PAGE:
Recently it seems like there has been a rash of renewable energy ideas for charging our gadgets, especially our cell phones, but this latest technology is probably my favorite. A team of researchers at University of Texas Arlington have developed micro-windmills only one-tenth the size of a grain of rice that could one day be used to charge cell phones.
Hundreds of the 1.8 mm-wide devices could be embedded in a sleeve for a cell phone and then wind, whether by waving the phone in the air or by holding it up on a windy day, would generate electricity and charge the battery.
The devices are made out of durable nickel alloy that in testing withstood high artificial winds without any fracture in the material. They can be made in a batch process where hundreds or thousands can be made on a single wafer, which would make them inexpensive to produce.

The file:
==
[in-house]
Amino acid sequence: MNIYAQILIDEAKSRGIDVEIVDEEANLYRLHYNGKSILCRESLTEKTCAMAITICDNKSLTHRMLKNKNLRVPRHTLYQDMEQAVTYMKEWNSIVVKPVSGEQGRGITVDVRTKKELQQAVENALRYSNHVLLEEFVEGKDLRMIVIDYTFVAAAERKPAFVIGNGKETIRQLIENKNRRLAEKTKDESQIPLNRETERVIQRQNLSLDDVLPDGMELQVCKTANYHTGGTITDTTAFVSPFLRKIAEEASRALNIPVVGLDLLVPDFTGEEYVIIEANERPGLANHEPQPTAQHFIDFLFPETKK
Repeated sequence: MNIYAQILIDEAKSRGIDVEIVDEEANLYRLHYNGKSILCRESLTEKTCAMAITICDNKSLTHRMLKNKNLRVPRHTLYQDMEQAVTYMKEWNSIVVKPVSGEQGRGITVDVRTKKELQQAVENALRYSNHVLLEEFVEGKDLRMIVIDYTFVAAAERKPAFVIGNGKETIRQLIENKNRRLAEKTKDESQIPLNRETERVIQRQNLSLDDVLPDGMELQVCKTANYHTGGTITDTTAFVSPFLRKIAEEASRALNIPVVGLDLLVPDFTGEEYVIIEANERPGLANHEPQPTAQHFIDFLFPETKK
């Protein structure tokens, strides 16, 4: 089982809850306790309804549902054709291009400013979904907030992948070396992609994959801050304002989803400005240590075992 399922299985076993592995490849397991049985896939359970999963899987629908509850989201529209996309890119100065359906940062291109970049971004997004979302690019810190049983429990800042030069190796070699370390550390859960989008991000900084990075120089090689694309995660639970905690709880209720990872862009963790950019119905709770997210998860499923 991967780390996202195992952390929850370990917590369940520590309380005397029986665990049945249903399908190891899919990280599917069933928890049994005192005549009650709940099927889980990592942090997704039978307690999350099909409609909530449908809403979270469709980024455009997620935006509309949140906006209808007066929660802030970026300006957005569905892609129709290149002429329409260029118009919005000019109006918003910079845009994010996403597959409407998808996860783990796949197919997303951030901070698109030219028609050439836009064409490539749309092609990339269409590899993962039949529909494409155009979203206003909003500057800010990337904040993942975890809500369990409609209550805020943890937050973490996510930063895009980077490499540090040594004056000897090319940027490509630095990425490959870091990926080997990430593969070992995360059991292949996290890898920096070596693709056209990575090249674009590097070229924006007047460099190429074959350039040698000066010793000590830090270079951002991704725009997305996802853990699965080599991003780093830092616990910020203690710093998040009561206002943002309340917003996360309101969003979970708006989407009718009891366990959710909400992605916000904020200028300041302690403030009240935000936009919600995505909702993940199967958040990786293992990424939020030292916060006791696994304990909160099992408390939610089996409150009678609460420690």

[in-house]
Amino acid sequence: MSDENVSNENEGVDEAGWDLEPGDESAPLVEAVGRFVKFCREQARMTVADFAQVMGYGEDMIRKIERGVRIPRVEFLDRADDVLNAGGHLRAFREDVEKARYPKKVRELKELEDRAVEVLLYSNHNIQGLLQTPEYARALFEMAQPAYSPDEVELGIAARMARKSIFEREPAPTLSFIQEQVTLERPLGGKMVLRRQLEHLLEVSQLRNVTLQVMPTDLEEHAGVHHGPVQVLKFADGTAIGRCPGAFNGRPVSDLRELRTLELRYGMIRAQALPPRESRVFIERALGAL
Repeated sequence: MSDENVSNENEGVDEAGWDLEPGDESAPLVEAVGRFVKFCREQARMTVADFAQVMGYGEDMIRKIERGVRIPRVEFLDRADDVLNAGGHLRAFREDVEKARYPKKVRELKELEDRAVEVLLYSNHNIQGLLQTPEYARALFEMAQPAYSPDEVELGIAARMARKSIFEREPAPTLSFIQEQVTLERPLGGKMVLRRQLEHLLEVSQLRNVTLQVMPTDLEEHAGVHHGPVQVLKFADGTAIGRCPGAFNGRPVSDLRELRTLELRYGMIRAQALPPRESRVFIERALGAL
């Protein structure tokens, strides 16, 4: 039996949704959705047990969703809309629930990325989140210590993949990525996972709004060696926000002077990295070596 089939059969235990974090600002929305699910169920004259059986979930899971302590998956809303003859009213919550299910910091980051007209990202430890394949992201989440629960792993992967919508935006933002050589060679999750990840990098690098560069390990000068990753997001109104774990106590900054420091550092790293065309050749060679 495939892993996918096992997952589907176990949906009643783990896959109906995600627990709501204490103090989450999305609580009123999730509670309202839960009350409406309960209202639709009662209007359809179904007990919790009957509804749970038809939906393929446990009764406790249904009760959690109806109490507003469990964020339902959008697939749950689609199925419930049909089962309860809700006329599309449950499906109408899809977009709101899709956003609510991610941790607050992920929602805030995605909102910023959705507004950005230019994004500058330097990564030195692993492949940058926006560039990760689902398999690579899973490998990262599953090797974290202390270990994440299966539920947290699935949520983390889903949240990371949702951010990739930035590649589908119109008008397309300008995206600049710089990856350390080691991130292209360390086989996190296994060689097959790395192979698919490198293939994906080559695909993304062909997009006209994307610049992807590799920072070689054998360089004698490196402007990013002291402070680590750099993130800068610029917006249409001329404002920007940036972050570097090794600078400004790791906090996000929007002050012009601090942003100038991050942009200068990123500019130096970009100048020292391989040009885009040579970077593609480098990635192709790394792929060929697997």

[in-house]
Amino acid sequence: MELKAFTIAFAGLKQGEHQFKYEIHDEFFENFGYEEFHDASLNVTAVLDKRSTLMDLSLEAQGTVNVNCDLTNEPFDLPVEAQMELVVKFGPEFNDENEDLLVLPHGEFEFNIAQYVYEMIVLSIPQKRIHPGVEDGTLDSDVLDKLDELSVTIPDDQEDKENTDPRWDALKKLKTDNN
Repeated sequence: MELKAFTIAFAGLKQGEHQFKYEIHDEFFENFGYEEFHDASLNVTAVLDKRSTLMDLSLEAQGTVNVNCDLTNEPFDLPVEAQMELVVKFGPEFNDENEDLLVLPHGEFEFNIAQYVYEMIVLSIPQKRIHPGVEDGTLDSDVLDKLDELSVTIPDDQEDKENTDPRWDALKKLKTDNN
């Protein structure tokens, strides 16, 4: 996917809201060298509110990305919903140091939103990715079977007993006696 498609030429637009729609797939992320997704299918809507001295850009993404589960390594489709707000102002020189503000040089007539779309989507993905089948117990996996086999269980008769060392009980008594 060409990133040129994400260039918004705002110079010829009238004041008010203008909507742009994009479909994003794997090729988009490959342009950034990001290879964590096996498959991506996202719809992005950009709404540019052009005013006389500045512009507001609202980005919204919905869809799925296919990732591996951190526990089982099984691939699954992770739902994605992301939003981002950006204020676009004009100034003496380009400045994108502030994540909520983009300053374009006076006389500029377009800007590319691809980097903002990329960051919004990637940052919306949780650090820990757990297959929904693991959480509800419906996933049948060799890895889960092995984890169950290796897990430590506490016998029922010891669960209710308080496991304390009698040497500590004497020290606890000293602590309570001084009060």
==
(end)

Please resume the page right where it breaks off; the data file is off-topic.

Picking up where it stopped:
Beyond charging our gadgets, the researchers think that the micro-windmills could also be applied to flat panels mounted on the walls of houses or buildings to harvest energy for lighting, security or environmental sensing and wireless communication.
The researchers are already partnering with WinMEMS Technologies Co., a Taiwanese fabrication company, to produce the devices.